Charlie Munger Criticizes Crypto After Berkshire Hathaway Sinks $1 Billion Into Crypto-Friendly Bank

As one of the biggest public companies in the world, Berkshire Hathaway commands respect whenever the company makes a move. And because billionaire investor Warren Buffett owns the company, it is always under the microscope.

Charlie Munger Criticizes Crypto After Berkshire Hathaway Sinks $1 Billion Into Crypto-Friendly Bank

But right now, it's Buffett's right-hand man Charlie Munger who is hogging the headlines.

Strong Comparisons from Munger

Earlier in February, Munger - the vice chairman of Berkshire Hathaway - shared his candid thoughts about cryptocurrencies. Speaking at a shareholder's Q&A session at the annual meeting for the Daily Journal Corporation, Munger likened crypto to a "venereal disease," explaining that the entire industry needs to be shut down.

Munger said he has never owned any cryptocurrencies and is proud of his stance. The 98-year-old billionaire commended the Chinese for banning crypto and saying the West should never have given crypto free room to operate in the first place.

"If you stop to think about it, it's an ideal currency if you want to commit extortion, or kidnapping, or have a protection racket or something. Why should a civilized government want an ideal untraceable technology to come into the payment system run by a bunch of people who want to get rich quick for doing very little for civilization. Of course, I hate it."

Not Something New

Munger's statement echoes the sentiment of Buffett himself. A notable crypto detractor, Buffett has never been shy to say what he feels about digital assets and their place in the financial system.

In 2020, Buffett explained that he never wanted to own any cryptocurrency. The billionaire investor claimed you can't do anything with crypto except sell it to someone else, adding that many have used these assets to move money around illegally.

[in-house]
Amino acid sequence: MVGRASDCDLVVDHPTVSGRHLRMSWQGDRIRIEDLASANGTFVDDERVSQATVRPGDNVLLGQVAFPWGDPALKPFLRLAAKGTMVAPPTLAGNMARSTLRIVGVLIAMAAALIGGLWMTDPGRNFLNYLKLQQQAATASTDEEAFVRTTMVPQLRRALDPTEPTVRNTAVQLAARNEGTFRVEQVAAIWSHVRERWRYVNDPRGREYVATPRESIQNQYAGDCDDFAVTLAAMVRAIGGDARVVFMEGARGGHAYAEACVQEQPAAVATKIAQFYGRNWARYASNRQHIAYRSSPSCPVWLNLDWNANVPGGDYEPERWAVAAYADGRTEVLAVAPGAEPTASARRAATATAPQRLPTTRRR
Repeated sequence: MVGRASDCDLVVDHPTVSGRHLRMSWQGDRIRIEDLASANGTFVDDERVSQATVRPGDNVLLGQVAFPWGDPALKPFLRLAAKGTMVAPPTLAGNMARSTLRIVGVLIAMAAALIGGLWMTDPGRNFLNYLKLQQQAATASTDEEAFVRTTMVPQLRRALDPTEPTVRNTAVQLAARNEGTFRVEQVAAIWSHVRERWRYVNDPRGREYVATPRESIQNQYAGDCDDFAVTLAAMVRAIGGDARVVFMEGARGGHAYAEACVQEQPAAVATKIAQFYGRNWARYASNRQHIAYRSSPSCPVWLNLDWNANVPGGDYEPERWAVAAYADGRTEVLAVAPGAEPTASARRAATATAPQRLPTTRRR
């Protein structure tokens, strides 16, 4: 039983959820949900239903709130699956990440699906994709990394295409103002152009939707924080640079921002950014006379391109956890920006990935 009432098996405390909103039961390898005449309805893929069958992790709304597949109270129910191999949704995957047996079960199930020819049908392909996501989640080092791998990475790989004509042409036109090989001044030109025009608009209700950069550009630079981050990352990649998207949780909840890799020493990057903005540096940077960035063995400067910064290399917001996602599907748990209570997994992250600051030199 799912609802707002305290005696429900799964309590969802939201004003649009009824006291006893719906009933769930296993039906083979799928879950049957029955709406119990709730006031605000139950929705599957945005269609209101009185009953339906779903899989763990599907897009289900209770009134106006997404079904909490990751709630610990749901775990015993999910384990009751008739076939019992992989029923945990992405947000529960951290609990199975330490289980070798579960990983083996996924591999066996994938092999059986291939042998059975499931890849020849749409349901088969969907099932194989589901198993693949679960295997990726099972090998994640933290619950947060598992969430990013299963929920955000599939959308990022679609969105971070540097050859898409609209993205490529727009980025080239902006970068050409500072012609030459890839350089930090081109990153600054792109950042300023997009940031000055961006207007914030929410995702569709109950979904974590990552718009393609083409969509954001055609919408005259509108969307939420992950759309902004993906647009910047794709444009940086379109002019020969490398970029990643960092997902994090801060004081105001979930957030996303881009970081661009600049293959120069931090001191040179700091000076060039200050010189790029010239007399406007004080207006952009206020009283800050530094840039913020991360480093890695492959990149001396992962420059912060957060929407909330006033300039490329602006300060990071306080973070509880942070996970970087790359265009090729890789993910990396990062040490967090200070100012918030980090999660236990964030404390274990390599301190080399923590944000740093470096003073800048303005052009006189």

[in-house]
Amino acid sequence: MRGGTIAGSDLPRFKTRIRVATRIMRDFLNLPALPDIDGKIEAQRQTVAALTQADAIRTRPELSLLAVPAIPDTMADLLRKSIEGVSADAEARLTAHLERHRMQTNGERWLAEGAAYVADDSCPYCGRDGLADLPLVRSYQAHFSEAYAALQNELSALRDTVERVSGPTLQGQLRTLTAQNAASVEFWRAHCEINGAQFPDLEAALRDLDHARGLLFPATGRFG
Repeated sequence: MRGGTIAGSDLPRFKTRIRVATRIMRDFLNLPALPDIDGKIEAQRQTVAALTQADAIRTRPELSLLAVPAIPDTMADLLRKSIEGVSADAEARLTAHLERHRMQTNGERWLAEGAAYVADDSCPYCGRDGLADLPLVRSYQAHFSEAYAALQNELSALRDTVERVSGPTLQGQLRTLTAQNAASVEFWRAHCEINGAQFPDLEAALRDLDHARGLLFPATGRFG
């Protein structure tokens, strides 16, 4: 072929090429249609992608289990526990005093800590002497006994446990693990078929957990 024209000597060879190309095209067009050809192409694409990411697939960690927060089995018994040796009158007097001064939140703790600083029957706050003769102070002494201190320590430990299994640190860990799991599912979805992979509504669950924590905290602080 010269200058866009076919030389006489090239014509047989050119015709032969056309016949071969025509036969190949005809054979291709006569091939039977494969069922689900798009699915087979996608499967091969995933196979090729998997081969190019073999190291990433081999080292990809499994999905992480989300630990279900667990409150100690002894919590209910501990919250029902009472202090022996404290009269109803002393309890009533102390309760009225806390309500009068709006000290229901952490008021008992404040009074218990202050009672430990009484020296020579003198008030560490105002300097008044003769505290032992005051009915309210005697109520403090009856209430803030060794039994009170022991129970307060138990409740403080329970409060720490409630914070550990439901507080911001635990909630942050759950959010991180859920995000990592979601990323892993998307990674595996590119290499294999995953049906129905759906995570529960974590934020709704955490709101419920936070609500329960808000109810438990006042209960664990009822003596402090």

Of course, Buffett's arguments appear to be on mute. Crypto has grown significantly over the years. Digital assets are gaining more use than just speculation and transactions, and illegal crypto transactions have reduced. If anyone has concerns about crypto's illegal dealings, similar problems exist around traditional cash.

Regardless, Buffett has never backed down. The billionaire has called Bitcoin "rat poison squared" and remains resolute in his decision never to own cryptocurrency.

Even Critics See the Value of Crypto

Despite being anti-crypto, Munger and Buffett still have skin in the industry. In mid-February, Berkshire revealed in a filing with the Securities and Exchange Commission (SEC) that it had purchased $1 billion worth of Nubank Class A stock in the final quarter of 2021.

This isn't the first investment in Nubank. Berkshire first threw a whopping $500 million into the Brazilian digital bank in July 2021. Nubank went public in December, netting Berkshire a tidy $150 million profit on its initial investment. Showing continued belief in Nubank, Berkshire has now doubled down on its investment.

The new filing also showed that Berkshire had sold off $1.8 billion worth of VISA stock and $1.3 billion worth of Mastercard stock. This reveals a strategy of moving off traditional payment solutions and embracing their FinTech, crypto-loving rivals.

In September 2020, Nubank acquitted Easynvest - a trading platform that has since been offering access to a Bitcoin exchange-traded fund (ETF). Named QBTC11, the ETF has backing from QR Asset Management and is listed on Brazil's B3 stock exchange. It would seem that Nubank has some deep links to crypto. Buffett, who calls crypto "rat poison squared," is now the company's lifeline.

Crypto investment products remain highly popular on the market. Data from Bloomberg showed that these investment products have jumped from 35 top 80 in 2021, with the total asset valuations hitting $63 billion - up by over 100 percent from the $24 billion level that they were heading into last year.

All in all, Buffett and Munger appear to be fine with crypto as long as it makes them money. Though they share negative views towards the market, it is interesting that they still choose to associate with it - albeit indirectly.

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